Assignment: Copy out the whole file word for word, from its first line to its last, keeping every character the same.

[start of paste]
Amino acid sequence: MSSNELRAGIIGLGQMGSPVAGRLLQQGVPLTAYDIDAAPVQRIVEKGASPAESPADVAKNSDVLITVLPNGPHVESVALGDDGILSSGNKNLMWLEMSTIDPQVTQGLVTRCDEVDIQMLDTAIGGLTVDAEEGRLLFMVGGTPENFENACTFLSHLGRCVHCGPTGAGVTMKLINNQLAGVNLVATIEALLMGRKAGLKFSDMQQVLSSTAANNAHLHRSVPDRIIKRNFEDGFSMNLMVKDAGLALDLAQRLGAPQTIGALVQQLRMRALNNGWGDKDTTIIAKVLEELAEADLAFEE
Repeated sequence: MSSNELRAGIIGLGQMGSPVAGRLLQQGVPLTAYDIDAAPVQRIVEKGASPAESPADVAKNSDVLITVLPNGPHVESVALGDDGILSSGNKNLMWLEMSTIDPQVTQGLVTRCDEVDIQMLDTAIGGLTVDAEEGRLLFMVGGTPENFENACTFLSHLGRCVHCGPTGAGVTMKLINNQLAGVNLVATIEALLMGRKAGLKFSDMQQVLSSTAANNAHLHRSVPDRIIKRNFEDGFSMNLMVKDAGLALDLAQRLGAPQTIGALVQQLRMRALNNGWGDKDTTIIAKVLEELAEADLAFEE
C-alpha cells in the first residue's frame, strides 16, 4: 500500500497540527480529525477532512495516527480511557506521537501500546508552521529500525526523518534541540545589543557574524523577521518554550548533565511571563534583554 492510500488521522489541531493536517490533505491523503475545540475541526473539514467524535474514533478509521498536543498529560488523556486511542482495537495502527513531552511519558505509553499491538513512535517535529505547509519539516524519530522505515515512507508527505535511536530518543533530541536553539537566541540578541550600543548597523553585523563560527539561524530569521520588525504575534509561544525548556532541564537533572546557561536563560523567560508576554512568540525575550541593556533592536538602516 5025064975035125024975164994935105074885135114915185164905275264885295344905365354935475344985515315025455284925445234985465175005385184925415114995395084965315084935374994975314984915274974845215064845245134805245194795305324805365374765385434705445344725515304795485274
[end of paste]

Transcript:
Amino acid sequence: MSSNELRAGIIGLGQMGSPVAGRLLQQGVPLTAYDIDAAPVQRIVEKGASPAESPADVAKNSDVLITVLPNGPHVESVALGDDGILSSGNKNLMWLEMSTIDPQVTQGLVTRCDEVDIQMLDTAIGGLTVDAEEGRLLFMVGGTPENFENACTFLSHLGRCVHCGPTGAGVTMKLINNQLAGVNLVATIEALLMGRKAGLKFSDMQQVLSSTAANNAHLHRSVPDRIIKRNFEDGFSMNLMVKDAGLALDLAQRLGAPQTIGALVQQLRMRALNNGWGDKDTTIIAKVLEELAEADLAFEE
Repeated sequence: MSSNELRAGIIGLGQMGSPVAGRLLQQGVPLTAYDIDAAPVQRIVEKGASPAESPADVAKNSDVLITVLPNGPHVESVALGDDGILSSGNKNLMWLEMSTIDPQVTQGLVTRCDEVDIQMLDTAIGGLTVDAEEGRLLFMVGGTPENFENACTFLSHLGRCVHCGPTGAGVTMKLINNQLAGVNLVATIEALLMGRKAGLKFSDMQQVLSSTAANNAHLHRSVPDRIIKRNFEDGFSMNLMVKDAGLALDLAQRLGAPQTIGALVQQLRMRALNNGWGDKDTTIIAKVLEELAEADLAFEE
C-alpha cells in the first residue's frame, strides 16, 4: 500500500497540527480529525477532512495516527480511557506521537501500546508552521529500525526523518534541540545589543557574524523577521518554550548533565511571563534583554 492510500488521522489541531493536517490533505491523503475545540475541526473539514467524535474514533478509521498536543498529560488523556486511542482495537495502527513531552511519558505509553499491538513512535517535529505547509519539516524519530522505515515512507508527505535511536530518543533530541536553539537566541540578541550600543548597523553585523563560527539561524530569521520588525504575534509561544525548556532541564537533572546557561536563560523567560508576554512568540525575550541593556533592536538602516 5025064975035125024975164994935105074885135114915185164905275264885295344905365354935475344985515315025455284925445234985465175005385184925415114995395084965315084935374994975314984915274974845215064845245134805245194795305324805365374765385434705445344725515304795485274